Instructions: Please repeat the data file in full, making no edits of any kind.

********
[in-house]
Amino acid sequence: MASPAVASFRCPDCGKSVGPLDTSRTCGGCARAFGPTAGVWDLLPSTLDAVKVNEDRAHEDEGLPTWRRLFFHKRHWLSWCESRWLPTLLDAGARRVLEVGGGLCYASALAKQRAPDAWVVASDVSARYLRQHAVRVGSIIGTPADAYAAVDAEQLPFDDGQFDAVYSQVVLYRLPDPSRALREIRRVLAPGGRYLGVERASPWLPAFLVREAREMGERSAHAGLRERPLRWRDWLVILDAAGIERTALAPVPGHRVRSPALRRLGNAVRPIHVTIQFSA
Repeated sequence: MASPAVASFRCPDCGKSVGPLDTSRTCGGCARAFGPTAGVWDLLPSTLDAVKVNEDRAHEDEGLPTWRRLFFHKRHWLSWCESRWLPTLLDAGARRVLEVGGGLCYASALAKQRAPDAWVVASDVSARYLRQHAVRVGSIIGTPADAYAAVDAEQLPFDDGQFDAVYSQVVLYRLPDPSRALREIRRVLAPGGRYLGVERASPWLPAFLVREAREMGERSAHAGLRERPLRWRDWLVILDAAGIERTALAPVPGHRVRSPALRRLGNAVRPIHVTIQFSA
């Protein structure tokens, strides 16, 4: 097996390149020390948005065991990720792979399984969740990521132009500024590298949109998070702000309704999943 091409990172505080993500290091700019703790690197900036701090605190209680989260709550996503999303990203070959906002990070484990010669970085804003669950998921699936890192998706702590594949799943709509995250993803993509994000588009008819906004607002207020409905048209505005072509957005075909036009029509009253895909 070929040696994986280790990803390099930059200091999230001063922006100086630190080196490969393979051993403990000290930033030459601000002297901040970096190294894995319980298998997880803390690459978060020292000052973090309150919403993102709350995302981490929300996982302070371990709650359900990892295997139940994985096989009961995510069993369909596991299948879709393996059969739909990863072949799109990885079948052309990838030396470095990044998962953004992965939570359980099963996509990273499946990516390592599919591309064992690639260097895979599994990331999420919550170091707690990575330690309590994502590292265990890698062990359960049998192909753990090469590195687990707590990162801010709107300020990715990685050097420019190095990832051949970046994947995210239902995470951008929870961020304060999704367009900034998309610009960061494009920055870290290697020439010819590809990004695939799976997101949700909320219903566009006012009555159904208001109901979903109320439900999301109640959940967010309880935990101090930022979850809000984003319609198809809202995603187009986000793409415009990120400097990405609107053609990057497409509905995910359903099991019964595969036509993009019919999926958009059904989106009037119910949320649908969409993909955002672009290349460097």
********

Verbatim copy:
[in-house]
Amino acid sequence: MASPAVASFRCPDCGKSVGPLDTSRTCGGCARAFGPTAGVWDLLPSTLDAVKVNEDRAHEDEGLPTWRRLFFHKRHWLSWCESRWLPTLLDAGARRVLEVGGGLCYASALAKQRAPDAWVVASDVSARYLRQHAVRVGSIIGTPADAYAAVDAEQLPFDDGQFDAVYSQVVLYRLPDPSRALREIRRVLAPGGRYLGVERASPWLPAFLVREAREMGERSAHAGLRERPLRWRDWLVILDAAGIERTALAPVPGHRVRSPALRRLGNAVRPIHVTIQFSA
Repeated sequence: MASPAVASFRCPDCGKSVGPLDTSRTCGGCARAFGPTAGVWDLLPSTLDAVKVNEDRAHEDEGLPTWRRLFFHKRHWLSWCESRWLPTLLDAGARRVLEVGGGLCYASALAKQRAPDAWVVASDVSARYLRQHAVRVGSIIGTPADAYAAVDAEQLPFDDGQFDAVYSQVVLYRLPDPSRALREIRRVLAPGGRYLGVERASPWLPAFLVREAREMGERSAHAGLRERPLRWRDWLVILDAAGIERTALAPVPGHRVRSPALRRLGNAVRPIHVTIQFSA
């Protein structure tokens, strides 16, 4: 097996390149020390948005065991990720792979399984969740990521132009500024590298949109998070702000309704999943 091409990172505080993500290091700019703790690197900036701090605190209680989260709550996503999303990203070959906002990070484990010669970085804003669950998921699936890192998706702590594949799943709509995250993803993509994000588009008819906004607002207020409905048209505005072509957005075909036009029509009253895909 070929040696994986280790990803390099930059200091999230001063922006100086630190080196490969393979051993403990000290930033030459601000002297901040970096190294894995319980298998997880803390690459978060020292000052973090309150919403993102709350995302981490929300996982302070371990709650359900990892295997139940994985096989009961995510069993369909596991299948879709393996059969739909990863072949799109990885079948052309990838030396470095990044998962953004992965939570359980099963996509990273499946990516390592599919591309064992690639260097895979599994990331999420919550170091707690990575330690309590994502590292265990890698062990359960049998192909753990090469590195687990707590990162801010709107300020990715990685050097420019190095990832051949970046994947995210239902995470951008929870961020304060999704367009900034998309610009960061494009920055870290290697020439010819590809990004695939799976997101949700909320219903566009006012009555159904208001109901979903109320439900999301109640959940967010309880935990101090930022979850809000984003319609198809809202995603187009986000793409415009990120400097990405609107053609990057497409509905995910359903099991019964595969036509993009019919999926958009059904989106009037119910949320649908969409993909955002672009290349460097």